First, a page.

Lifespan: Why We Age—and Why We Don't Have To by David A. Sinclair
My rating: 5 of 5 stars
This is an intriguing book written by the renowned Harvard researcher, David Sinclair.
Sinclair believes that our attitudes about the inevitability of aging may be somewhat flawed. In fact, based on his research, he believes that not only will we be able to slow aging down, we may someday be able to reverse it.
He discusses the shortcomings of aging research that is partly a function of the fact that we don't currently classify aging as a chronic disease, thereby making its research ineligible for government funding. He also argues, and strongly so, that aging is by far the biggest threat we face, pointing out that most other chronic diseases are secondary to the aging process.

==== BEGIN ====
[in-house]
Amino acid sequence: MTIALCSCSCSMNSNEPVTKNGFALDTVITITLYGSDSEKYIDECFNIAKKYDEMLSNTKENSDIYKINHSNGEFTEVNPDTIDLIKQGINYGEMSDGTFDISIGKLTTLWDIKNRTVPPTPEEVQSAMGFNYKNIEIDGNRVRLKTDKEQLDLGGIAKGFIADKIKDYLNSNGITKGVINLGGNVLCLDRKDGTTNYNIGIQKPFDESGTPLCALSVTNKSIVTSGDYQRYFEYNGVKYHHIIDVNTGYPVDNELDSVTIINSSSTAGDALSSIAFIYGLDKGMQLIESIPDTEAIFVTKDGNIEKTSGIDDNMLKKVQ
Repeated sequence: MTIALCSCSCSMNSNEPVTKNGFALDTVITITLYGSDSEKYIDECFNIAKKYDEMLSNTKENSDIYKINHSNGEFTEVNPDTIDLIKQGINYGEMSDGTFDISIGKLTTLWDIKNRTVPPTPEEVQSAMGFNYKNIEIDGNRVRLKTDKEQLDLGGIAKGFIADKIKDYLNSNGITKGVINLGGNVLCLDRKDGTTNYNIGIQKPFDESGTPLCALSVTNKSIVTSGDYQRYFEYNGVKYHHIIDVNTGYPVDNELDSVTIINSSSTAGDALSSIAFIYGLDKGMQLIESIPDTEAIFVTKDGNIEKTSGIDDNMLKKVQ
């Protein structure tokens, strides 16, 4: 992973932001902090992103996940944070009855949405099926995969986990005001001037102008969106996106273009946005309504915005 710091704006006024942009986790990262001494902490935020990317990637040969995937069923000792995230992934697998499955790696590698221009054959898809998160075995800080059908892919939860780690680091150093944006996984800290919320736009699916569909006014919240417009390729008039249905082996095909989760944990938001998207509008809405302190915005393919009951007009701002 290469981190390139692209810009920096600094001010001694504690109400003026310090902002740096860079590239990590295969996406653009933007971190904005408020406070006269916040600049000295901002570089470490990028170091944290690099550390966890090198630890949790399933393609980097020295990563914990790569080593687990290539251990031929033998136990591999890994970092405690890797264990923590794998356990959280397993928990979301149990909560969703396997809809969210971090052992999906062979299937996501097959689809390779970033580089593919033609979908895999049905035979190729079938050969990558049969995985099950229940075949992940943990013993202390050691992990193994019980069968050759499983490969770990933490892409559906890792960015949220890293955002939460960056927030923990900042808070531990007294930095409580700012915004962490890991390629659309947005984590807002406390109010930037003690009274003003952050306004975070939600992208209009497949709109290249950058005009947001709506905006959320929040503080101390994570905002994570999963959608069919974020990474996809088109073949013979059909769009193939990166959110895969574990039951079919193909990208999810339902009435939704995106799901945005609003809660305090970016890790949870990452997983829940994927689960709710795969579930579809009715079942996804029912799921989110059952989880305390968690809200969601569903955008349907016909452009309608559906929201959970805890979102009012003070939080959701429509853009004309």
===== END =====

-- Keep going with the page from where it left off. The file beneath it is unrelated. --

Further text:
The last fourth of the book explores the social, cultural, and ethical implications of extending life significantly. This, for me, was wasted space as it's all supposition and didn't really do the topic justice.
Definitely worth a read for anyone who is interested in cutting edge anti-aging science. According to Sinclair, understanding why we age (something that is becoming more clear) is the first step in stopping and maybe reversing the process. Some things that might slow aging...fasting, short exposure to temperature extremes (hot or cold), the diabetes medication metformin. According to Sinclair, it's an issue of when and not an issue of if we will be able to slow/reverse aging. The cure for aging is on the horizon. And, he's probably right.
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